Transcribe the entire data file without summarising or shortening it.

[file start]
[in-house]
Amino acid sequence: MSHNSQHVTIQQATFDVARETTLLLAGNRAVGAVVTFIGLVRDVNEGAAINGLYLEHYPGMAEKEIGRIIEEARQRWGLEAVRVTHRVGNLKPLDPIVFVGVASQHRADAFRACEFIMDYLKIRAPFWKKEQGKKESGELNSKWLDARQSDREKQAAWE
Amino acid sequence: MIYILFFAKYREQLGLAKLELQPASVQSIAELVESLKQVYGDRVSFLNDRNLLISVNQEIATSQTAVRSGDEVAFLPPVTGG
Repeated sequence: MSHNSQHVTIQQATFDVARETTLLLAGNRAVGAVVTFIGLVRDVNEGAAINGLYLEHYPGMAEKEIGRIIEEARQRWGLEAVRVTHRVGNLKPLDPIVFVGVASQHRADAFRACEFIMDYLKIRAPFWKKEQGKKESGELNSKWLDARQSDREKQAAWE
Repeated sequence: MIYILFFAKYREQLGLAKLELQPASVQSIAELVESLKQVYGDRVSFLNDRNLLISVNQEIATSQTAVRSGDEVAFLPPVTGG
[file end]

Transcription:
[in-house]
Amino acid sequence: MSHNSQHVTIQQATFDVARETTLLLAGNRAVGAVVTFIGLVRDVNEGAAINGLYLEHYPGMAEKEIGRIIEEARQRWGLEAVRVTHRVGNLKPLDPIVFVGVASQHRADAFRACEFIMDYLKIRAPFWKKEQGKKESGELNSKWLDARQSDREKQAAWE
Amino acid sequence: MIYILFFAKYREQLGLAKLELQPASVQSIAELVESLKQVYGDRVSFLNDRNLLISVNQEIATSQTAVRSGDEVAFLPPVTGG
Repeated sequence: MSHNSQHVTIQQATFDVARETTLLLAGNRAVGAVVTFIGLVRDVNEGAAINGLYLEHYPGMAEKEIGRIIEEARQRWGLEAVRVTHRVGNLKPLDPIVFVGVASQHRADAFRACEFIMDYLKIRAPFWKKEQGKKESGELNSKWLDARQSDREKQAAWE
Repeated sequence: MIYILFFAKYREQLGLAKLELQPASVQSIAELVESLKQVYGDRVSFLNDRNLLISVNQEIATSQTAVRSGDEVAFLPPVTGG